John Ruthven Day takes place Saturday, November 14 at Cincinnati Nature Center (4949 Tealtown Road, Milford). Help John celebrate his 91st birthday and a lifetime connection to the Nature Center. Free admission with birthday card for John (hand drawn are encouraged!)! John will be on hand from 1 – 3 p.m. to share treats and stories from his adventures around the world. Call 513-831-1711 or visit cincynature.org for details.
John A. Ruthven: Portrait of a 20th Century Audubon
From the banks of the Ohio River to the palaces of world leaders, renowned wildlife artist and conservationist John Ruthven has taken his love of nature and his amazing artistic talents across the globe, inspiring generations to appreciate, preserve and protect our natural world.
As a young boy growing up in Cincinnati, John lived life much like an aspiring Daniel Boone, taking every opportunity to explore the wildlife around him and capture in drawing the flora and fauna that continually fascinated him. John frequently hiked down to the Ohio River from his home in Walnut Hills, where sitting on the shore with sketchbook in hand he would begin to hone his artistic skills. He was encouraged by his mother and teachers to pursue his obvious talents and enrolled in Saturday morning classes at the Cincinnati Art Academy.
As a teen John recalls his love of “ just being in the wild” and would spend hours exploring the woods and river and dreaming of the travels and adventures of his hero John James Audubon. John longed to emulate Audubon’s life and masterworks and in that dream his destiny lay. In 1948 at the age of 18 John was drafted into WWII and served as a 2nd Class Petty Officer on a destroyer escort. During his military service John also acted as art director for the Subchaser Training Center News publication where he not only covered news of the war, but in his Ruthven way, included sketches of the birds and wildlife he encountered on the seas.
Returning home John graduated from the Cincinnati Art Academy and the Jack Storey Central Academy of Commercial Art. He then opened a commercial art studio, where according to John, he specialized in everything, always with the intent of building his life’s career in wildlife art. A major breakthrough in John’s career when he was contracted to illustrate the cover of Ohio Outdoor Magazine, in which he painted his brother poised with a bow and arrow. In 1964 an even greater breakthrough followed when John submitted his painting entitled Redhead Ducks to the Federal Duck Stamp competition and won.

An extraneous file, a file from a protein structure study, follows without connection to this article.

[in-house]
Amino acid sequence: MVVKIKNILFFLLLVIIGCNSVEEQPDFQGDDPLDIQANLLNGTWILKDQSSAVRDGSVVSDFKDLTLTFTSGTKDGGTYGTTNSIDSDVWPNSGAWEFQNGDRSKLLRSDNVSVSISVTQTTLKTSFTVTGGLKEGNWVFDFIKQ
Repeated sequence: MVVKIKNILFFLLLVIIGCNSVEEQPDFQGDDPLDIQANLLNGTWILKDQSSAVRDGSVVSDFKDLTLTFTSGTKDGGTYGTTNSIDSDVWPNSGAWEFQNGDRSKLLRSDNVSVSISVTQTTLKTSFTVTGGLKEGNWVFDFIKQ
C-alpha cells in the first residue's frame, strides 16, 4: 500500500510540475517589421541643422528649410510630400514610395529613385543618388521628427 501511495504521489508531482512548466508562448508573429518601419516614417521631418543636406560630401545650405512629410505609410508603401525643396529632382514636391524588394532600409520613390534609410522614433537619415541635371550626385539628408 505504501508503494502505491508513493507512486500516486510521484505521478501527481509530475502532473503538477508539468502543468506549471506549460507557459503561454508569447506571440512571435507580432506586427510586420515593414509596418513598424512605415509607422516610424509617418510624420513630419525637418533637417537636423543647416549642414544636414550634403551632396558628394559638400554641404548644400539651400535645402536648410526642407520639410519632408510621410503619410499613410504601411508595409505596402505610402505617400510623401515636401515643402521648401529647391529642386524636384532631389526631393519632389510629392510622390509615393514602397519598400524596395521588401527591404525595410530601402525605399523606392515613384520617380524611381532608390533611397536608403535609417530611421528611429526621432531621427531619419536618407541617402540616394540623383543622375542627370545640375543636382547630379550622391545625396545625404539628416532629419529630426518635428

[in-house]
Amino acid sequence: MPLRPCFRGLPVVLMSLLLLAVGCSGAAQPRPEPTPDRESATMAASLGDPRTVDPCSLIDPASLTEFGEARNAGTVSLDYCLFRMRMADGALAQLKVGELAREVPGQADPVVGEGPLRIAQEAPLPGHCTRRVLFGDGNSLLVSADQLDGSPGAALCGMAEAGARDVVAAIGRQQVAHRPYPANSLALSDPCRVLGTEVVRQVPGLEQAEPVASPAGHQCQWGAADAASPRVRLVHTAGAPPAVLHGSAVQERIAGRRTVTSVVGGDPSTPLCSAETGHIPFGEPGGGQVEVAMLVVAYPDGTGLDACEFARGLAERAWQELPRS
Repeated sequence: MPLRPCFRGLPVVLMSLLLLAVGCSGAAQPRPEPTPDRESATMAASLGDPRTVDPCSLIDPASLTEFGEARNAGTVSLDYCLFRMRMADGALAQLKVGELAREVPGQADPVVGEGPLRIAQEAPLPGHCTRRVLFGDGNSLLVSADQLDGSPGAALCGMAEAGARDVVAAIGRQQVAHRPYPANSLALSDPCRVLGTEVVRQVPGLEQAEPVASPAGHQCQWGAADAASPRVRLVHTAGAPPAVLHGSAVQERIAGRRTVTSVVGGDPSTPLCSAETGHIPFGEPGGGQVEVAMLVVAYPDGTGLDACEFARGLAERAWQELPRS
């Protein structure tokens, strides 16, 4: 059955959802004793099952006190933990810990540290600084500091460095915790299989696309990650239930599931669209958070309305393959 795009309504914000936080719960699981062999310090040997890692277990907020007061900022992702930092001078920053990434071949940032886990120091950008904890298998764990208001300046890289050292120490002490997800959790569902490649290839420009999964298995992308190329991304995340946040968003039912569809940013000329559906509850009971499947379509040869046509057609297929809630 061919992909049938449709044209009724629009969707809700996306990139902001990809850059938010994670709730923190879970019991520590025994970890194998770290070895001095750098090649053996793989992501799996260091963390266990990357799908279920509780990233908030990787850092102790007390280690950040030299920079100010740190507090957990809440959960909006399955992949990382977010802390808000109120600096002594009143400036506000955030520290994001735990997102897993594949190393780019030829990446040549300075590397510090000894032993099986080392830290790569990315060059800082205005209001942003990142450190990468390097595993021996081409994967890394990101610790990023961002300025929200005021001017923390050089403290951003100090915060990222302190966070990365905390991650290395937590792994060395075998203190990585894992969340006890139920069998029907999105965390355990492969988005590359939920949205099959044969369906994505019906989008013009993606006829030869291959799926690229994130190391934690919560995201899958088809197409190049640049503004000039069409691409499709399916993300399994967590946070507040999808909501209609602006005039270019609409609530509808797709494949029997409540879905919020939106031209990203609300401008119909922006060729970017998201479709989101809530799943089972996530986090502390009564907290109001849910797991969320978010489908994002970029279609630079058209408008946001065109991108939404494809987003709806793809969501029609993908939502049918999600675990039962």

Supported by the original Abercrombie and Fitch outfitters, a schedule of shows and exhibits around the country thrust John and his artwork onto the national stage. He was now being recognized for his unique talent of capturing his wildlife subjects with incredible accuracy and detail. John continued to pursue his wildlife art wholeheartedly for the next several decades and his paintings now grace the walls of homes, art galleries, museums, and state rooms around the world. For those of us who can only read of the adventurous tales of Daniel Boone in the pages of a book, to listen to John Ruthven speak of his adventures travelling the world in search of wildlife subjects is like a step back in time. John’s passion for nature is contagious and his life’s list of achievements, friends, adventures and contributions to environmentalism speak for itself. An avid supporter of worldwide conservation efforts, John’s art has not only inspired thousands of individuals to preserve and protect our world’s lands and wildlife, but has raised millions of dollars to support these causes.
In addition to the many organizations John has aligned himself with over his lifetime, Cincinnati Nature Center is near and dear to his heart. As a founding member John has remained a steadfast friend and supporter for more than five decades, sharing his time, means and talents as a Trustee and Honorary Trustee and by gifting an incredible collection of artwork over the years for the Nature Center’s use and fundraising efforts. When asked what the Nature Center means to him, John is quick to respond. “It echoes my own life. It offers the freedom and beauty of being at one with nature.”
For John, it is most important that the lands, streams, forests, fields and ponds of Cincinnati Nature Center be preserved for the many generations he envisions coming here and finding their inspiration. Perhaps someday a youngster will sit on the shore of the Nature Center’s Powel Crosely Lake and marvel as a red-tailed hawk soars overhead, sketchpad in hand and dreaming of their hero – John A. Ruthven.